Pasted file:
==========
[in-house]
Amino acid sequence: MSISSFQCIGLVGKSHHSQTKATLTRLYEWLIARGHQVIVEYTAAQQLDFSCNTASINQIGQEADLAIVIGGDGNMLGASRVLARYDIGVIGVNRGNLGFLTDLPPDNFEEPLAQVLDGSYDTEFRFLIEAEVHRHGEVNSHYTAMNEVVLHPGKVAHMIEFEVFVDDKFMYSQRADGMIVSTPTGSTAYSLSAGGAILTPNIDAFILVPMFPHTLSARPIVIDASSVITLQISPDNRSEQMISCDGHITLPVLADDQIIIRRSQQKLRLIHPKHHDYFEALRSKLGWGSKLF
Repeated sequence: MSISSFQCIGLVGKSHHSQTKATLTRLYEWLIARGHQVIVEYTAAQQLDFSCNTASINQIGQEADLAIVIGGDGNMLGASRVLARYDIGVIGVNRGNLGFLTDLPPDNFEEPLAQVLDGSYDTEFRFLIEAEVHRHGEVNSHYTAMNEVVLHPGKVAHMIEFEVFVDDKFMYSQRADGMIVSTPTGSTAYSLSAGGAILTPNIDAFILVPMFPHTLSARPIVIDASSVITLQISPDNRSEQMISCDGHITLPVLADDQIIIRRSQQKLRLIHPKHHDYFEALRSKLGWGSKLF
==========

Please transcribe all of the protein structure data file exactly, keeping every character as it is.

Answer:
[in-house]
Amino acid sequence: MSISSFQCIGLVGKSHHSQTKATLTRLYEWLIARGHQVIVEYTAAQQLDFSCNTASINQIGQEADLAIVIGGDGNMLGASRVLARYDIGVIGVNRGNLGFLTDLPPDNFEEPLAQVLDGSYDTEFRFLIEAEVHRHGEVNSHYTAMNEVVLHPGKVAHMIEFEVFVDDKFMYSQRADGMIVSTPTGSTAYSLSAGGAILTPNIDAFILVPMFPHTLSARPIVIDASSVITLQISPDNRSEQMISCDGHITLPVLADDQIIIRRSQQKLRLIHPKHHDYFEALRSKLGWGSKLF
Repeated sequence: MSISSFQCIGLVGKSHHSQTKATLTRLYEWLIARGHQVIVEYTAAQQLDFSCNTASINQIGQEADLAIVIGGDGNMLGASRVLARYDIGVIGVNRGNLGFLTDLPPDNFEEPLAQVLDGSYDTEFRFLIEAEVHRHGEVNSHYTAMNEVVLHPGKVAHMIEFEVFVDDKFMYSQRADGMIVSTPTGSTAYSLSAGGAILTPNIDAFILVPMFPHTLSARPIVIDASSVITLQISPDNRSEQMISCDGHITLPVLADDQIIIRRSQQKLRLIHPKHHDYFEALRSKLGWGSKLF